DIMACS Workshop on Computational and Complexity Issues in Automated Verification

March 25 - 28, 1996
DIMACS Center, Rutgers University, Piscataway, NJ

Bob Brayton,University of California - Berkeley, brayton@ic.eecs.berkeley.edu
Allen Emerson, University of Texas, emerson@cs.utexas.edu
Joan Feigenbaum, AT&T Labs - Research, jf@research.att.com
Presented under the auspices of the DIMACS Special Year on Logic and Algorithms.

The correctness of computer hardware and software is an area of growing theoretical interest as well as practical importance. It is now widely acknowledged that the best way to reason about program correctness hinges on two criteria: (i) the use of appropriate formalisms, such as temporal logic or automata, for rigorously specifying correct behavior; (ii) the use of mechanical reasoning algorithms, such as model checkers, to permit proofs of correctness to be constructed automatically that could not reasonably be constructed by hand owing to the intractable amount of tedious detail.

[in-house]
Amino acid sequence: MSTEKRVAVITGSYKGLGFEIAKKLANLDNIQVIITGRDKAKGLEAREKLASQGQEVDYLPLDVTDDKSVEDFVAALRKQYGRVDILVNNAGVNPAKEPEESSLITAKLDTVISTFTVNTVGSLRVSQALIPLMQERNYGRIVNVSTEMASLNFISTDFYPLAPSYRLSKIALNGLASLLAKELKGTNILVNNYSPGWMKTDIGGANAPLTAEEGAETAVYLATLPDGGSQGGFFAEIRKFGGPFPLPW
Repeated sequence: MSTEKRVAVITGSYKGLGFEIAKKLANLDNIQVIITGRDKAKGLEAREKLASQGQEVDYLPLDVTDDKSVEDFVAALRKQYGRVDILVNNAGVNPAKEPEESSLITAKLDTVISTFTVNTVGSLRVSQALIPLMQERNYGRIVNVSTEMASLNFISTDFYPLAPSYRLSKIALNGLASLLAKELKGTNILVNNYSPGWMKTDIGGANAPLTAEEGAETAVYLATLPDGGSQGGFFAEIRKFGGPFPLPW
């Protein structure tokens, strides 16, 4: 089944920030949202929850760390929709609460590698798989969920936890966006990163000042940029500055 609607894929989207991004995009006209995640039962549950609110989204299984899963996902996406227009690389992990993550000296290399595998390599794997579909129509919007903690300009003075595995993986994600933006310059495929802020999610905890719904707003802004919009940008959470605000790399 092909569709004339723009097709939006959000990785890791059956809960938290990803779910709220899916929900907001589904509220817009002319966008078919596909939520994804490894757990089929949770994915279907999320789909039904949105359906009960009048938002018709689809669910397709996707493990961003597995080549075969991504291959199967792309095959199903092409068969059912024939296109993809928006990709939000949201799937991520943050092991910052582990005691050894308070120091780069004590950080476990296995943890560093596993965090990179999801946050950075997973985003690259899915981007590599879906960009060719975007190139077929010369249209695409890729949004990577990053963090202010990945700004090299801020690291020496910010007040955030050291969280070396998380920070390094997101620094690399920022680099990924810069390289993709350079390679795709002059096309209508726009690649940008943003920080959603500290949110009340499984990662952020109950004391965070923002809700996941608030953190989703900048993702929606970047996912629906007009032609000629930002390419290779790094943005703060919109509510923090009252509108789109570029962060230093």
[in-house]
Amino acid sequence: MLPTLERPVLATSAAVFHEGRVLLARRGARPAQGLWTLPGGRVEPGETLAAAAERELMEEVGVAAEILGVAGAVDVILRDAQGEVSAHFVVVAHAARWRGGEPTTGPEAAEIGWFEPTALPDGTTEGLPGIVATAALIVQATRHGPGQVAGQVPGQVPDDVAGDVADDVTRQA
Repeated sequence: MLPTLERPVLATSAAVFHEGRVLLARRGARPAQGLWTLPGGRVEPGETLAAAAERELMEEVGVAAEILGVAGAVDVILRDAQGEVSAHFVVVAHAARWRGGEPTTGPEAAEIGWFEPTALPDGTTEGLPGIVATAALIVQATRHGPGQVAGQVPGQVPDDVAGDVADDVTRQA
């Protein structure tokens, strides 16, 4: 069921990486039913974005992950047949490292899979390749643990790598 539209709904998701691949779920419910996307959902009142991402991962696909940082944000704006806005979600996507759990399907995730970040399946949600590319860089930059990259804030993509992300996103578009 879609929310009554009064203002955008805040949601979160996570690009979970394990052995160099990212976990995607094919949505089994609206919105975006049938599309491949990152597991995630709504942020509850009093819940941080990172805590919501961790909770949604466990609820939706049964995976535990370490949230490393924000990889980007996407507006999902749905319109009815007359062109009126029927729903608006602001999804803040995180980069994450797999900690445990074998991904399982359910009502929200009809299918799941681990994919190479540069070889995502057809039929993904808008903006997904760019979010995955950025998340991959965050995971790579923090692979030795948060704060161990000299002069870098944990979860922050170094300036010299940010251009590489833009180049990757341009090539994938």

A principal limiting factor to automated verification is the computational complexity of various associated mechanical reasoning problems, which might be prohibitively high due to the combinatorial state explosion problem in various guises. The workshop will focus on such topics as the theoretical complexity as well as the practical efficiency of model checking algorithms and of testing satisfiability of logics, both in general and in applications-oriented special cases. Other methods for overcoming state explosion such as abstraction through the use of simulations and bisimulation relations are also important. Still other topics include the use of compositionality and modularity to simplify the construction of a correct program from correct constituent subprograms, program checking, testing and correcting, and program synthesis.

A portion of the workshop will be devoted to tools for verification and testing, evaluation of their strengths versus weaknesses, and reports on real experiences with industrial applications.

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Document last modified on November 2, 1998.